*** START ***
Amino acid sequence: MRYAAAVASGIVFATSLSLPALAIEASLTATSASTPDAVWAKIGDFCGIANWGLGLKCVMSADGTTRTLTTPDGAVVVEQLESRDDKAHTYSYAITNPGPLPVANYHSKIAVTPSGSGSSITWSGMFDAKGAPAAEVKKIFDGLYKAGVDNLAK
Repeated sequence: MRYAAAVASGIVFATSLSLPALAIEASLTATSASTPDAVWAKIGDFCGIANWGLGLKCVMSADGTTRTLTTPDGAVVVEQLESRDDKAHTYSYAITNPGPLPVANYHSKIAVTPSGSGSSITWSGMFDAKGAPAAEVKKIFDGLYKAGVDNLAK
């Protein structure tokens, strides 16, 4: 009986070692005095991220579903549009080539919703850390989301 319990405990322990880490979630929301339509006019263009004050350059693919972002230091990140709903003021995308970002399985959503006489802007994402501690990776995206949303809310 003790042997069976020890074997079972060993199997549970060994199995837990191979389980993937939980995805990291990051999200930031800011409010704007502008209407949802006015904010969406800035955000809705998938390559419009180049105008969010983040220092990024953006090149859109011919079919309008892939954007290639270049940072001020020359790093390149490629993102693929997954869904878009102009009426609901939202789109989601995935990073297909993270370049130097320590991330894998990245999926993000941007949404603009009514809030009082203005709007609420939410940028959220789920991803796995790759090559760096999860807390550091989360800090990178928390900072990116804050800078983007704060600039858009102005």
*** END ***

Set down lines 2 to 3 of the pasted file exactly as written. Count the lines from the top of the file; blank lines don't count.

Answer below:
Repeated sequence: MRYAAAVASGIVFATSLSLPALAIEASLTATSASTPDAVWAKIGDFCGIANWGLGLKCVMSADGTTRTLTTPDGAVVVEQLESRDDKAHTYSYAITNPGPLPVANYHSKIAVTPSGSGSSITWSGMFDAKGAPAAEVKKIFDGLYKAGVDNLAK
């Protein structure tokens, strides 16, 4: 009986070692005095991220579903549009080539919703850390989301 319990405990322990880490979630929301339509006019263009004050350059693919972002230091990140709903003021995308970002399985959503006489802007994402501690990776995206949303809310 003790042997069976020890074997079972060993199997549970060994199995837990191979389980993937939980995805990291990051999200930031800011409010704007502008209407949802006015904010969406800035955000809705998938390559419009180049105008969010983040220092990024953006090149859109011919079919309008892939954007290639270049940072001020020359790093390149490629993102693929997954869904878009102009009426609901939202789109989601995935990073297909993270370049130097320590991330894998990245999926993000941007949404603009009514809030009082203005709007609420939410940028959220789920991803796995790759090559760096999860807390550091989360800090990178928390900072990116804050800078983007704060600039858009102005």